-- In main you should have some code that matches "posts/*" and compiles the
-- items there with pandoc.
match "posts/*" $ do
    route $ setExtension "html"
    compile $ pandocCompiler'
        >>= loadAndApplyTemplate "templates/post.html"    postCtx
        >>= loadAndApplyTemplate "templates/default.html" postCtx
        >>= relativizeUrls

Now that we’ve made sure we’re building our markup with the appropriate pandoc options, we need to actually generate our syntax file. To do that, we need to create a new CSS file with by calling create. We’ll populate it by calling pandoc’s styleToCss function, which will generate the contents of our new CSS file:

create ["css/syntax.css"] $ do
  route idRoute
  compile $ do
    makeItem $ styleToCss pandocCodeStyle

Now that our CSS file will be generated, we just need to add one final change: we have to link to it.

The most straighforward way to do this is to add a new link in your top-level page template (default.html if you are using the standard hakyll setup):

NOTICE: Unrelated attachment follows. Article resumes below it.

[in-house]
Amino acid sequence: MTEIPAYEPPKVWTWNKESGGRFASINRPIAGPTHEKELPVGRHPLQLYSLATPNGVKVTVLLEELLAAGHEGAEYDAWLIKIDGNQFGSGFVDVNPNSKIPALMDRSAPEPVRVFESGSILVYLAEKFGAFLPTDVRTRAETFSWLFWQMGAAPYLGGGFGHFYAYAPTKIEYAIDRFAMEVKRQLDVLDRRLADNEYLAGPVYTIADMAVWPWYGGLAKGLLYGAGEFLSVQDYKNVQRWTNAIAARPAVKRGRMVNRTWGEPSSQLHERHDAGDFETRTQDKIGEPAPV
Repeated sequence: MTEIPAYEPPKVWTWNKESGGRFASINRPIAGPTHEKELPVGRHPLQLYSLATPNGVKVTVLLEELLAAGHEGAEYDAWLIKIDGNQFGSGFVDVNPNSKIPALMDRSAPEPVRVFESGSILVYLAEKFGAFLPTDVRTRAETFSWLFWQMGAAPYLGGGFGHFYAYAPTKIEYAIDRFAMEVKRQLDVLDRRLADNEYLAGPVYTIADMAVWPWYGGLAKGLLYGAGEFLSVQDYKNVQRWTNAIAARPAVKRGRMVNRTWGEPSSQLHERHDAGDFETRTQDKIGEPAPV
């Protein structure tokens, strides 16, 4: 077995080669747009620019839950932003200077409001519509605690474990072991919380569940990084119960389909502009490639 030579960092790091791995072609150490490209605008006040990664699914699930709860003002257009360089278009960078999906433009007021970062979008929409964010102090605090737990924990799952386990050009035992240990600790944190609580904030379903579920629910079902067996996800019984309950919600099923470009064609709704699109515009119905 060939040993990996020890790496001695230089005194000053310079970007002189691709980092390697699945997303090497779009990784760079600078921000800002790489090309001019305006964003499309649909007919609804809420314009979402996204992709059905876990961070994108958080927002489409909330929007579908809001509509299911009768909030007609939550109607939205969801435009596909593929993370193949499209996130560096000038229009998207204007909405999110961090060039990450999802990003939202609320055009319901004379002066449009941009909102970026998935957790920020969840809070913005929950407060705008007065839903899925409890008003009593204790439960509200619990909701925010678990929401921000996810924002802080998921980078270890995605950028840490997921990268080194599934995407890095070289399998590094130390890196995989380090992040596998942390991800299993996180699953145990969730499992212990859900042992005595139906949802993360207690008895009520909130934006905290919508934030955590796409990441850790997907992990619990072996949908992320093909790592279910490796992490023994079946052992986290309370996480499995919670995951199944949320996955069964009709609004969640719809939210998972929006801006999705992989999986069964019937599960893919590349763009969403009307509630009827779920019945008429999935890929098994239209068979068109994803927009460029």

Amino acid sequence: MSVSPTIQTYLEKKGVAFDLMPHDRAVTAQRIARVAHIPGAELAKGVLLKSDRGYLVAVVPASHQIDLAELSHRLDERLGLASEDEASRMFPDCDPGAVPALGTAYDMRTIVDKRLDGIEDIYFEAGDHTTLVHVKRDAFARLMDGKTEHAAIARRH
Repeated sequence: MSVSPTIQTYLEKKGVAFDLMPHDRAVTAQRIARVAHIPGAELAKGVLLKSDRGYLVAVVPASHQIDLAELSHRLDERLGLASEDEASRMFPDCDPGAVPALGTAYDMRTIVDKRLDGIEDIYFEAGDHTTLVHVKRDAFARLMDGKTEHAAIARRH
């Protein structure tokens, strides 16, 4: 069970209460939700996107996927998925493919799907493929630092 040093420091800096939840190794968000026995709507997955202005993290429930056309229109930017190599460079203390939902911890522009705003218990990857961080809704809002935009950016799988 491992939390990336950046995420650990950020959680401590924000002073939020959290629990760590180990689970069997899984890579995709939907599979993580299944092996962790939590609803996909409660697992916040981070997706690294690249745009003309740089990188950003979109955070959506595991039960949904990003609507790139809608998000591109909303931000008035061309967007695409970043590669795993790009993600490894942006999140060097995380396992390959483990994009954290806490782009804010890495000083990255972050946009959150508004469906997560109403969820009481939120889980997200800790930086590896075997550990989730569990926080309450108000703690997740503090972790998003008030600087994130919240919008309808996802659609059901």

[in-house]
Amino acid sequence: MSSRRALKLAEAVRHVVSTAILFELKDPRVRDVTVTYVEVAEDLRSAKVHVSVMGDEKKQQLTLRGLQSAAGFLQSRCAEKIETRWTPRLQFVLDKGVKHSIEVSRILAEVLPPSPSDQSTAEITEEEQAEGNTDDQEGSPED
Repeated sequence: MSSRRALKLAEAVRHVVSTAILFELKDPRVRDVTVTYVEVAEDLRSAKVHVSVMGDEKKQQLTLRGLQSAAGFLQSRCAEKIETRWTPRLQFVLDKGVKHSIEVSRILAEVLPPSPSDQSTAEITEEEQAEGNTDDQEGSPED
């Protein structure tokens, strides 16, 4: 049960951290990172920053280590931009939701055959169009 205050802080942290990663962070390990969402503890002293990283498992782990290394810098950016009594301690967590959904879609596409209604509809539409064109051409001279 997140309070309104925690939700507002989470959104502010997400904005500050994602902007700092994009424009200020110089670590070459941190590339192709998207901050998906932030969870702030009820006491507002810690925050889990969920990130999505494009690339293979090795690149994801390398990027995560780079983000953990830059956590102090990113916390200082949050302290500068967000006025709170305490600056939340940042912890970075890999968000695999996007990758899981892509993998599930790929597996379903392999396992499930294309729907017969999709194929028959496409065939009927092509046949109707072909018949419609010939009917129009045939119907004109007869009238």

<!doctype html>
<html lang="en">
        <meta charset="utf-8">
        <meta http-equiv="x-ua-compatible" content="ie=edge">
        <meta name="viewport" content="width=device-width, initial-scale=1">
        <link rel="stylesheet" href="/css/default.css" />
        <link rel="stylesheet" href="/css/syntax.css" />
    <!-- The rest of your default page goes here-->

Finally, rebuild your hakyll site generator, and use it to generate the site. You should be able to load it up locally and see your colorful new source code snippets in action.

user@host:~/projects/blog$ cabal new-build
Up to date
user@host:~/projects/blog$ cabal exec site -- build
  Creating store...
  Creating provider...
  Running rules...
Checking for out-of-date items
user@host:~/projects/blog$ cabal exec site -- watch
Listening on
  Creating store...
  Creating provider...
  Running rules...
Checking for out-of-date items